When you’re young you are motivated by your own potential. You believe in your talent, and with a little encouragement, that’s enough. If you follow up, talent turns into achievement, and only then do you realize that you were previously running on faith.
If you don’t follow up, all you end up with is potential. Your future, the one you always believed was coming but never did, isn’t enough anymore to keep your head up. Were you ever good? Did you even have talent? You begin to doubt it. Having never proven it, you wonder whether it was always a delusion.
That’s what happened to Renaldo. At 45, he was unhappy. His faith in himself was lost to realism. There was no innovation anymore, nothing new now, only the was (or wasn’t). He was going through the motions in his life, and he felt typical and indistinguishable from others.
Then something changed. It started with a bath towel. He pulled it out of the laundry, and began to fold it. This towel was 27 years old. There was still a piece of the “R” that had been sewn on by his mother, before she gave it to him as a going away present. He didn’t think much about it at the time, packed it and left for college full of a hope for independence. He used it, way too many times to count, but he saw it now almost for the first, and understood from it something about his mother and her hopes for him; his first daughter quickly approaching the age he was then.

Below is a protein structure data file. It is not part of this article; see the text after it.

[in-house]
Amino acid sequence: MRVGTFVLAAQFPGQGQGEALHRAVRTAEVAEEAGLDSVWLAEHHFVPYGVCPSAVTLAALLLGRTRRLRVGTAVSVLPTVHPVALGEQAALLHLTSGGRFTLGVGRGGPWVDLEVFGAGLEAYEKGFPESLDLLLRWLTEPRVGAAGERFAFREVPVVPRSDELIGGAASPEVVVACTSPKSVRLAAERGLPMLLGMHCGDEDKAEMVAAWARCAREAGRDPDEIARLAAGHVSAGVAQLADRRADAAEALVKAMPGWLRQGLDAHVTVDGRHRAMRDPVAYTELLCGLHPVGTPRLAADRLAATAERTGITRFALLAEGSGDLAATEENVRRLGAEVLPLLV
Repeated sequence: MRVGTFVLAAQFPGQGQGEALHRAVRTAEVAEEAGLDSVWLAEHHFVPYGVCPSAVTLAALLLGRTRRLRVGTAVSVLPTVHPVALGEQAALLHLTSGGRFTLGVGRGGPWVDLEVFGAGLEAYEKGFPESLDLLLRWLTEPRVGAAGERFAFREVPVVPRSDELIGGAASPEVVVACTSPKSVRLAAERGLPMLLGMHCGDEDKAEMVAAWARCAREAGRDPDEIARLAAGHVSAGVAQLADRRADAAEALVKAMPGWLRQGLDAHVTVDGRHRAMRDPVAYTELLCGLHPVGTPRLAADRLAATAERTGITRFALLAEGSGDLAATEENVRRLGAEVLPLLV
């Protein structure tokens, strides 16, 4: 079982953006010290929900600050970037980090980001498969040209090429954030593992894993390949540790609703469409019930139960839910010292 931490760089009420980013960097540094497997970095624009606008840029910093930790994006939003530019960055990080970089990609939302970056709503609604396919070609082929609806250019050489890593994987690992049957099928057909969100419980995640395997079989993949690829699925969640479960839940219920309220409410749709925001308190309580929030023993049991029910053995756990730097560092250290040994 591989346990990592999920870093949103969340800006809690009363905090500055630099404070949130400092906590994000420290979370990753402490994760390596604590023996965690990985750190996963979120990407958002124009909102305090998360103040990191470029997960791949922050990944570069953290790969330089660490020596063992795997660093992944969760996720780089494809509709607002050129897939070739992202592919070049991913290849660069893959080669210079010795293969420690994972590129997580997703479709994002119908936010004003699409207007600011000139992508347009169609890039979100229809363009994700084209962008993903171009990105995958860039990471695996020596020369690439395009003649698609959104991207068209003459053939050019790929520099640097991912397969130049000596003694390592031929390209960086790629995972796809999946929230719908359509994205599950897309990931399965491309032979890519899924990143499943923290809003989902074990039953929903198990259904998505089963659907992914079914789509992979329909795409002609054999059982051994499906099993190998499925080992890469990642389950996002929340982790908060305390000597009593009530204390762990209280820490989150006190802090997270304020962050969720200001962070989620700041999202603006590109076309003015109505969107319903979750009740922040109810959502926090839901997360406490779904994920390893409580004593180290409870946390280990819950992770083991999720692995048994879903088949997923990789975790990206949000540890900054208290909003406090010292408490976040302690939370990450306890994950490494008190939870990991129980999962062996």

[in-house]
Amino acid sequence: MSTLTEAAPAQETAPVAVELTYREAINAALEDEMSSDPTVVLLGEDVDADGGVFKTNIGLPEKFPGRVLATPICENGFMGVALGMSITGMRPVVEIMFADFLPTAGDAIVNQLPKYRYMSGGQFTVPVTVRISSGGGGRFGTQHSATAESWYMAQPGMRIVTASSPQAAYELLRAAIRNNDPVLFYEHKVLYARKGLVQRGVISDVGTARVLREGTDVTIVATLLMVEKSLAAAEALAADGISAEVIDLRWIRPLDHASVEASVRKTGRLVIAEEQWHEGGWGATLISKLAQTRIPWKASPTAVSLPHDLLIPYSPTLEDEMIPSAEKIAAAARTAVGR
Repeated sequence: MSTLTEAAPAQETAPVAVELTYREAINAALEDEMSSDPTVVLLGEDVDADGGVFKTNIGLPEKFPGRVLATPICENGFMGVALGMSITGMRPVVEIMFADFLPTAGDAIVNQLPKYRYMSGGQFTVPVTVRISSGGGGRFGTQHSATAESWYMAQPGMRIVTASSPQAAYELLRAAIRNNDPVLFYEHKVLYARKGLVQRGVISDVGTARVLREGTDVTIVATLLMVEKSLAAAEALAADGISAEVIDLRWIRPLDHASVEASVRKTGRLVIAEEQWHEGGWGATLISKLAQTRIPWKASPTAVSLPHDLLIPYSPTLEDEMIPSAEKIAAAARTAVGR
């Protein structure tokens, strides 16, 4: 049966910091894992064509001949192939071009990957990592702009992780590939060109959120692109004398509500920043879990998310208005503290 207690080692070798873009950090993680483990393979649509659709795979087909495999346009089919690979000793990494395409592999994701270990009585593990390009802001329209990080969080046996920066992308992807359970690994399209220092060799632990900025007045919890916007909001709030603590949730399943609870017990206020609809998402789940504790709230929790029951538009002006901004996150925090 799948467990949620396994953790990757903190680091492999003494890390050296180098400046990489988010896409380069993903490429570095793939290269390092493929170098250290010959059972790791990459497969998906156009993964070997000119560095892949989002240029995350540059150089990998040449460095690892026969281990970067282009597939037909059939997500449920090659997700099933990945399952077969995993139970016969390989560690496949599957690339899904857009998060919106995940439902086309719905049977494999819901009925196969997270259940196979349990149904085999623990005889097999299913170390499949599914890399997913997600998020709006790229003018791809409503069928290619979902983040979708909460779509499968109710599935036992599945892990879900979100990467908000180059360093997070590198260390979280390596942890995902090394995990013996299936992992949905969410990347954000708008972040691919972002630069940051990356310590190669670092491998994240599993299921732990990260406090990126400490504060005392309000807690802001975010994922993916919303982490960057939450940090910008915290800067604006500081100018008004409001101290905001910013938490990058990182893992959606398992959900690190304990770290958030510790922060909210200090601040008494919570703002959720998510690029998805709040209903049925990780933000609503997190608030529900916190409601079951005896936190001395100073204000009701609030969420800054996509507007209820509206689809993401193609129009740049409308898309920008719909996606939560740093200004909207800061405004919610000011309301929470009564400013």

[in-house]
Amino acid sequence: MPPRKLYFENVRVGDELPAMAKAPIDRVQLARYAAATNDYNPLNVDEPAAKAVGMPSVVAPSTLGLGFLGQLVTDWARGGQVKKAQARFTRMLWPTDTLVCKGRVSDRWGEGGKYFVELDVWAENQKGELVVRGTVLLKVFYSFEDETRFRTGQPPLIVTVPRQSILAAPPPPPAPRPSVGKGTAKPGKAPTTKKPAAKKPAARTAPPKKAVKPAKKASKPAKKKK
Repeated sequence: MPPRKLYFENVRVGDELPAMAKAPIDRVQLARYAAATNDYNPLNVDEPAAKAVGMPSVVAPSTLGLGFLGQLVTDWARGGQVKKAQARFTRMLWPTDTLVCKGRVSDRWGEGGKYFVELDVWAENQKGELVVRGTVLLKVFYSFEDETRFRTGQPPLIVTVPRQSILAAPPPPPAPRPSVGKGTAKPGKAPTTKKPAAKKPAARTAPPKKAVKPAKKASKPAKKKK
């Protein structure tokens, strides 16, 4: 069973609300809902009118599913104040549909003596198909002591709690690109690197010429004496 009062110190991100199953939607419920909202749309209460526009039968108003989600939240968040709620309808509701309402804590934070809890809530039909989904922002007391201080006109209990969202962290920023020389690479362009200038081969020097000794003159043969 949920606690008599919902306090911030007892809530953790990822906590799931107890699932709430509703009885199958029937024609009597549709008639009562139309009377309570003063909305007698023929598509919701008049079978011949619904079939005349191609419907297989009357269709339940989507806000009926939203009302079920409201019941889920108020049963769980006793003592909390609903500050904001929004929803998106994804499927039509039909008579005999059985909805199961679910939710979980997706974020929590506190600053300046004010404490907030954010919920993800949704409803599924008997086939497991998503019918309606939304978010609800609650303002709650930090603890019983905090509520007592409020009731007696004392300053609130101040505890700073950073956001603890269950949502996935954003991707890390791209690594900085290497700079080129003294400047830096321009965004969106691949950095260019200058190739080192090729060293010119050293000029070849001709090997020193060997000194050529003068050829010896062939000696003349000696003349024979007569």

His mother gave this to him, sewed his initial on it in white over blue, maybe so that he wouldn’t forget who he was. The towel’s blue was faded, and the towel was full of holes. But it spoke to him, as if it had waited for the right time to do so, Renaldo’s Obi Won. He folded it carefully, put what was left of the “R” on the inside, to protect it, and laid it neatly inside the dog crate, where it now comforted the bitch.
And the thought of how he felt at 18 or maybe it was how he should have felt, infused him.
He wanted to believe, when he picked up the guitar again that he had once been good, but he doubted it now. The child that imagined greatness had been proven mediocre. But that was ok; he lowered his expectations. Maybe that was the problem in the first place, standards too high to live up to. So he started practicing, got it back a lot slower than he hoped, in fact, two years down the road, he was still struggling with some of the basics. But he didn’t want to be a virtuoso anymore; he just wanted to play simple riffs well, and to play with feeling. His faith not all gone, he believed that this, at least, was within reach.